Marcus Baram has a story in The Huffington Post where he compares the growth in “the average annual salary for all workers across the country” and “the average financial industry employee’s annual bonus” between 1985 and 2008.
A well-conceived comparison, and the numbers are pretty telling. The average worker’s salary increased from $19,000 to about $45,000. That’s an increase of less than 150%. The average Wall Street bonus increased from $13,970 to what looks like $112,000. That’s an increase of 700%.
Too bad that isn’t how Marcus Baram wrote it up. Instead of making the fair comparison, and letting the numbers speak for themselves, here’s how he slanted it:
How times have changed – while the average bonus soared almost 14 times higher (by 2006), the average salary has essentially been stagnant sine (sic) the mid-1980s.
Let me stress that this is the only statement Baram offers about how these two averages have grown over time.
So the average worker’s salary has remained essentially stagnant? $45,000 is the new $19,000?
And the average Wall Street bonus in 2008 being eight times what it used to be in 1985 isn’t dramatic enough for Baram? He has to cherry-pick the numbers and single out 2006 instead of just going with 2008?
What’s depressing is not just Baram’s intellectual dishonesty with the numbers, but how totally unnecessary it is for him to slant the numbers.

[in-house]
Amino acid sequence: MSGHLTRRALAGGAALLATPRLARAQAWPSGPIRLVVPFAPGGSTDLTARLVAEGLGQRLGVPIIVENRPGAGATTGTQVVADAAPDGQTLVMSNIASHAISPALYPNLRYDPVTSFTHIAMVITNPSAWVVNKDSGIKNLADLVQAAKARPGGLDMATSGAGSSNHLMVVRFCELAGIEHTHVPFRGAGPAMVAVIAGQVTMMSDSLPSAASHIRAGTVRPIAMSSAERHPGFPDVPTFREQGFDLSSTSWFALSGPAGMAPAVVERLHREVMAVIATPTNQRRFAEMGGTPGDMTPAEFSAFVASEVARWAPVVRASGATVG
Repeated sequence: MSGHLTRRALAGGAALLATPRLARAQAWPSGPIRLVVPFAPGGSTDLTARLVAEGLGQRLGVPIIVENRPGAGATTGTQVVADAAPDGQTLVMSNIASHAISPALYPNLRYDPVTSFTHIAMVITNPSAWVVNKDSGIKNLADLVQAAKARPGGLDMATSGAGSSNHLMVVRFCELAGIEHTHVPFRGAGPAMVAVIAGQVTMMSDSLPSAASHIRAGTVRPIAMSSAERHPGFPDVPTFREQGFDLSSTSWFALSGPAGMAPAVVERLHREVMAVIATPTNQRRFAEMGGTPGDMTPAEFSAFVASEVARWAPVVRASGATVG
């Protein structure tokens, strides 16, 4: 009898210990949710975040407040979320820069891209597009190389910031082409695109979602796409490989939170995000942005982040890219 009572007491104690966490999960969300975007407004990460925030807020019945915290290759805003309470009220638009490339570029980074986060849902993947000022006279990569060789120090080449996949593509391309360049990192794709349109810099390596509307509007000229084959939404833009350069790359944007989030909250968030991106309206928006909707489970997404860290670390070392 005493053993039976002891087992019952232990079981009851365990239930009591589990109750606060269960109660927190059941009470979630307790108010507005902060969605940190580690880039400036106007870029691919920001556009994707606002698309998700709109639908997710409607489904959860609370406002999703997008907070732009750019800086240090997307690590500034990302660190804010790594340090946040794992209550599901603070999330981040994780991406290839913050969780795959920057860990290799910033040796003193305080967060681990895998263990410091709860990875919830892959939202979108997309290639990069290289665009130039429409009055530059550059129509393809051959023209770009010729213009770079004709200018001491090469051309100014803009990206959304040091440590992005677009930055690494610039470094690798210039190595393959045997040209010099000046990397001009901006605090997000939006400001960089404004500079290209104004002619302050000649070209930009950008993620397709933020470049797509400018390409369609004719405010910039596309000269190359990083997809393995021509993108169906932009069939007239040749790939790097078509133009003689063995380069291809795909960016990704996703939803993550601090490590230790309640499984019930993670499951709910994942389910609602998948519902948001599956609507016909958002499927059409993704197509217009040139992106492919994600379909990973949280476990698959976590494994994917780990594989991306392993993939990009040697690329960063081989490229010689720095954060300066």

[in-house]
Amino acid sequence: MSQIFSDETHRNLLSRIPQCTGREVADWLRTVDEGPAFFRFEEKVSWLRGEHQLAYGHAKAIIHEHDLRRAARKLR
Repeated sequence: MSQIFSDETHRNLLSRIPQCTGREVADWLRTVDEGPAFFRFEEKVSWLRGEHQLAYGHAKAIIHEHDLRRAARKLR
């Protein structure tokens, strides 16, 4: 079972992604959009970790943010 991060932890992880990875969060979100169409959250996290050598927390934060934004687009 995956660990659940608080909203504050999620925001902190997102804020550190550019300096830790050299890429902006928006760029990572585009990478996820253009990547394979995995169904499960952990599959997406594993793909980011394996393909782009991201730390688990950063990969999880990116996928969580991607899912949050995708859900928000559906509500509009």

Incidentally, Baram doesn’t provide any links for his numbers (though he does say they are “taken from the U.S. Bureau Of Labor Statistics and the New York State Comptroller’s office”). The only thing that provides the lie to his 14-times-higher-versus-essentially-stagnant description is the graph he includes in his post.
What I found equally depressing was how Pat Garofalo of ThinkProgress approvingly retails Baram’s 14-times-higher-versus-essentially-stagnant description (with a direct quote), without any caveat whatsoever.
Anyone who reads Baram’s post and looks at his graph should immediately recognize that his words don’t match his picture. And if they can’t, they really shouldn’t be allowed to blog about economic matters at one of the leading liberal blogs.